Knowledge of carbon isotope fractionation is important for the assessment of the pathways involved in anaerobic degradation of organic matter (Conrad, 2005; Elsner et al., 2005). The δ13C values of organic carbon, acetate and propionate in various soils and sediments were found to be similar (Conrad et al., 2014). The similarity indicates that the enrichment factors (ε) of the processes involved in both the production and consumption of propionate are probably small. The direct determination of ε values in microbial cultures of one propionate-producing bacterium and one propionate-consuming bacterium also showed low values (Botsch and Conrad, 2011). However, direct determination of ε values in environmental samples is missing. Therefore, we decided to measure isotope fractionation in methanogenic and sulfidogenic paddy soil amended with propionate along with the recording of the production of acetate, CH4 and CO2. We also used the treatment with methyl fluoride (CH3F) to inhibit the consumption of acetate by methanogenic archaea (Janssen and Frenzel, 1997). Recently, we determined the microbial communities in methanogenic and sulfidogenic rice field soils, which were used for the assessment of 13C isotope fractionation during acetate consumption (Conrad et al., 2021). Here, we present analogous data from the same soil suspensions prepared for the propionate degradation experiments.
2.1 Paddy soils and incubation conditions
The soil samples were from the research stations in Vercelli, Italy, and the International Rice research Institute (IRRI) in the Philippines. The sampling and soil characteristics have been described before (Liu et al., 2018b). The main soil characteristics will be given. The Italian soil is a sandy loam with a pH of 5.75, total C of 1.1 % and total N of 0.08 %. The Philippine soil is a silt loam with a pH of 6.3, total C of 1.9 % and total N of 0.2 %.
The experimental setup was exactly the same as during a previous study on acetate consumption (Conrad et al., 2021). Paddy soil was mixed with autoclaved anoxic H2O at a ratio of 1:1 and incubated under N2 at 25 ∘C for 4 weeks. In a second incubation, paddy soil was mixed with autoclaved anoxic H2O (prepared under N2) at a ratio of 1:1, was amended with 0.07 g CaSO4 ⋅ 2H2O and was then incubated under N2 at 25 ∘C for 4 weeks. These two preincubated soil slurries were sampled and stored at −20 ∘C for later molecular analysis (see data in Conrad et al., 2021). The preincubated soil slurries were also used (in three replicates) for the following incubation experiments. Two different sets of incubations were prepared. In the first set (resulting in methanogenic conditions), 5 mL of soil slurry preincubated without sulfate was incubated at 25 ∘C with 40 mL of 20 mM potassium phosphate buffer (pH 7.0) in a 150 mL bottle under an atmosphere of N2. The bottles were then amended with (i) 5 mL H2O, (ii) 5 mL H2O + 4.5 mL CH3F, (iii) 5 mL 50 mM sodium propionate, and (iv) 5 mL 50 mM sodium propionate + 4.5 mL CH3F. In the second set (resulting in sulfidogenic conditions), 5 mL of soil slurry preincubated with sulfate was incubated at 25 ∘C with 40 mL of 20 mM potassium phosphate buffer (pH 7.0) in a 150 mL bottle under an atmosphere of N2. The amendments were the same as above but with the addition of 200 µl of a CaSO4 suspension corresponding to a concentration of 2.5 M (giving a final concentration of 10 mM sulfate).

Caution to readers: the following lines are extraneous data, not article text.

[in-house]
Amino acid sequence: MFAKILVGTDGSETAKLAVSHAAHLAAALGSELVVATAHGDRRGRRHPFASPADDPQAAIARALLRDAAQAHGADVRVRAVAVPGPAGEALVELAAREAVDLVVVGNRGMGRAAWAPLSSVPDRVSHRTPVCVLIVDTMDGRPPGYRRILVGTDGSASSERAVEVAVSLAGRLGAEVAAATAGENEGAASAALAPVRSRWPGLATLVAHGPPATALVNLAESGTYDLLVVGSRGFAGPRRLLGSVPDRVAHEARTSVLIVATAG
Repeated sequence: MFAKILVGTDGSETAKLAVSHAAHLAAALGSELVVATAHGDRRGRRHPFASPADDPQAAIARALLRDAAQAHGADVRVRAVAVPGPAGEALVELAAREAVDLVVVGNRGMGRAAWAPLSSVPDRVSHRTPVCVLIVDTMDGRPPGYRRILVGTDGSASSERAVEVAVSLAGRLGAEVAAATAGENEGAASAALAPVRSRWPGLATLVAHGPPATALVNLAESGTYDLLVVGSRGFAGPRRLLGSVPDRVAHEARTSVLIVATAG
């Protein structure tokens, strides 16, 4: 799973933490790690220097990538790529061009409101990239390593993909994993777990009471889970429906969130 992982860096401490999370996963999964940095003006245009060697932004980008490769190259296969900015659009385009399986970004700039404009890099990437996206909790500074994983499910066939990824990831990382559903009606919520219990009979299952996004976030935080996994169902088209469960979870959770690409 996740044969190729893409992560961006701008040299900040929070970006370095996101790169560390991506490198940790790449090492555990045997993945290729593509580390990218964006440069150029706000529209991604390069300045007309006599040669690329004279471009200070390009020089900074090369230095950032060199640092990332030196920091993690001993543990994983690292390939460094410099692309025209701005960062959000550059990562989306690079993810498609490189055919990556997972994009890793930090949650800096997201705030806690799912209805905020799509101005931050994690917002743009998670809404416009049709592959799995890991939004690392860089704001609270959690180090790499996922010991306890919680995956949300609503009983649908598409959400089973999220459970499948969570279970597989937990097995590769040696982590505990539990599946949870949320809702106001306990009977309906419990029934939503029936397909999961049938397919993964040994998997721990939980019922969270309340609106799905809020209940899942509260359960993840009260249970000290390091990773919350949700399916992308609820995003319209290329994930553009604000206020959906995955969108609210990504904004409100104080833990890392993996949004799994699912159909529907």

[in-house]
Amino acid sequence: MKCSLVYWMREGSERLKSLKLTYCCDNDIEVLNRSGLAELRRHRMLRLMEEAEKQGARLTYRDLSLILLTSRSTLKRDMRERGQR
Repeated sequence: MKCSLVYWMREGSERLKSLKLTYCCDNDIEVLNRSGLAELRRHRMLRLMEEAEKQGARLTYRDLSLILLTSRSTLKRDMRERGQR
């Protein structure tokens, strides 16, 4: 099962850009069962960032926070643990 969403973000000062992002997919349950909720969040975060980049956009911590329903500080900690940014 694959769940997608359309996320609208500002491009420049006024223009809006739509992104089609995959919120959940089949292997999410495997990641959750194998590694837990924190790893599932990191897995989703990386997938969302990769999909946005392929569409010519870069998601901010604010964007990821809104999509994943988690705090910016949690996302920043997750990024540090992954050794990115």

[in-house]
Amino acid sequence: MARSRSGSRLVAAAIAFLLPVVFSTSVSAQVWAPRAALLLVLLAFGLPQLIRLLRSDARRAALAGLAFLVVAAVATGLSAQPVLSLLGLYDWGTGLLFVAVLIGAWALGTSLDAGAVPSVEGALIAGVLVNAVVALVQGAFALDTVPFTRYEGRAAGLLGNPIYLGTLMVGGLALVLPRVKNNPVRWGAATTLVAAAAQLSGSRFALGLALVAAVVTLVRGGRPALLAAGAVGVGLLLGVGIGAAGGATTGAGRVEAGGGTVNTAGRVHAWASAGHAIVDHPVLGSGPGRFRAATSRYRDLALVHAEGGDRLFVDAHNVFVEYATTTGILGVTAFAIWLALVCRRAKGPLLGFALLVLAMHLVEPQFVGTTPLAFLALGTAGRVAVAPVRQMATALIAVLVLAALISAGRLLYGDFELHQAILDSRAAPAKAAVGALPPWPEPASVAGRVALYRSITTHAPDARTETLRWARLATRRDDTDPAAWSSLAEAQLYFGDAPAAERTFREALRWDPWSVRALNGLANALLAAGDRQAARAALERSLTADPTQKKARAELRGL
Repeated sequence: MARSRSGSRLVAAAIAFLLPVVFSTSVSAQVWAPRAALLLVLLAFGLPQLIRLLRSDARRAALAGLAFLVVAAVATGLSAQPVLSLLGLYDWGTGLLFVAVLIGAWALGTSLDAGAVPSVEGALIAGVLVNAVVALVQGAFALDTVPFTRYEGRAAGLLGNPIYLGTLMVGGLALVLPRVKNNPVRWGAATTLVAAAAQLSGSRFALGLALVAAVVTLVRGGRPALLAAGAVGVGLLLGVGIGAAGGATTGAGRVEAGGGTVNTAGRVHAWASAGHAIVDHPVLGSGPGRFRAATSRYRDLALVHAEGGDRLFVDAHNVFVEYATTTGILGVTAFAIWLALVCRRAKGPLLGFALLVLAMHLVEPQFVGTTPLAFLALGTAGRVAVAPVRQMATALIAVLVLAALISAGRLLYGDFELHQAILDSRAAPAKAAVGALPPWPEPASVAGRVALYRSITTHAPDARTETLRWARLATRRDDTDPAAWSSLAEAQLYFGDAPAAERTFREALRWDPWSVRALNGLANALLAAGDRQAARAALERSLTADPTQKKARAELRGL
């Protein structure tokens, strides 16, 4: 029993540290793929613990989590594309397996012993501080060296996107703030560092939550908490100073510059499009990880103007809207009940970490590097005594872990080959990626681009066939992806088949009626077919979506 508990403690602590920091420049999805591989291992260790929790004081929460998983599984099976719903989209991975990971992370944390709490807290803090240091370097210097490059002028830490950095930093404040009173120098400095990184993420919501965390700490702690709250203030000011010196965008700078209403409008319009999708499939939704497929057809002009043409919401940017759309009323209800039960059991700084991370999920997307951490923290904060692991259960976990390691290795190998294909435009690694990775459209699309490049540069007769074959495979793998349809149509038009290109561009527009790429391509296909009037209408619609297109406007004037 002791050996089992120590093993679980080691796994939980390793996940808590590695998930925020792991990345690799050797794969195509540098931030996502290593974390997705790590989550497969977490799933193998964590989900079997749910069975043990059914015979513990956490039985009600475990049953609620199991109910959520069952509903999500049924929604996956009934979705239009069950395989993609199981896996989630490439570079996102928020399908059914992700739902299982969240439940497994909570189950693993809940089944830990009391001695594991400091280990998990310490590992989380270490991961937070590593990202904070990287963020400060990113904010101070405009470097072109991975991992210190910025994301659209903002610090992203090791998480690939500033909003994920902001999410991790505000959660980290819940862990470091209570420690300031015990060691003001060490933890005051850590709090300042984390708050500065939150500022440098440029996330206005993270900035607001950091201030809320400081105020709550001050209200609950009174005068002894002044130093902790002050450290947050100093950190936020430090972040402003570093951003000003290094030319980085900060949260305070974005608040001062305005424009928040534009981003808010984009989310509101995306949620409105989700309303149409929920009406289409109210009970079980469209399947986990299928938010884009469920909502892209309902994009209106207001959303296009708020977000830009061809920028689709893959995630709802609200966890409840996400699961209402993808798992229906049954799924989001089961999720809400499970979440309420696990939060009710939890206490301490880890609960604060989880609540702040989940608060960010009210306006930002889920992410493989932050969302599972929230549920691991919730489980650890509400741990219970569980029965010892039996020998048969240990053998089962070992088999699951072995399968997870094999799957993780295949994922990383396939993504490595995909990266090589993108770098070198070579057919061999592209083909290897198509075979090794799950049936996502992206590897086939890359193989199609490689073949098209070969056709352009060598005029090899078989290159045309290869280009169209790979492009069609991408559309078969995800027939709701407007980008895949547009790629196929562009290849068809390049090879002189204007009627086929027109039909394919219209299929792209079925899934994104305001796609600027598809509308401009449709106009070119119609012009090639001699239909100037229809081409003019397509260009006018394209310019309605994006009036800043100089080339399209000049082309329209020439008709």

2.2 Chemical and isotopic analyses
Gas samples for analysis of partial pressures of CH4 and CO2 were taken from the headspace of the incubation bottles after vigorous manual shaking for about 30 s using a gas-tight pressure-lock syringe, which had been flushed with N2 before each sampling. Soil slurries were sampled, centrifuged and filtered through a 0.2 µm cellulose membrane filter and were stored frozen at −20 ∘C for later fatty acid analysis. Chemical and isotopic analyses were performed as described in detail previously (Goevert and Conrad, 2009). Methane was analyzed by gas chromatography (GC) with a flame ionization detector. Carbon dioxide was analyzed after conversion to CH4 with a Ni catalyst. Stable isotope analyses of in gas samples were performed using GC-combustion isotope ratio mass spectrometry (GC-C-IRMS). Propionate, butyrate and acetate were measured using high-performance liquid chromatography (HPLC) linked via a Finnigan LC IsoLink to an IRMS. The isotopic values are reported in the delta notation (δ13C) relative to the Vienna PeeDee Belemnite standard with a ratio (Rstandard) of 0.01118: δ13C = . The precision of the GC-C-IRMS was ± 0.2 ‰, and that of the HPLC-IRMS was ± 0.3 ‰.
Millimolar concentrations of CH4 were calculated from the mixing ratios (1 ppmv ± 10−6 bar) measured in the gas phase of the incubation bottles: 1000 ppmv CH4 correspond to 0.09 µmol mL−1 of liquid. Note that this is the total amount of CH4 in the gas phase relative to the liquid phase.
Fractionation factors for reaction A → B are defined after Hayes (Hayes, 1993) as follows:
also expressed as ε ≡ 1000(1−α) (in ‰). The carbon isotope enrichment factor εprop associated with propionate consumption was calculated from the temporal change in δ13C of propionate as described by Mariotti et al. (Mariotti et al., 1981) from the residual reactant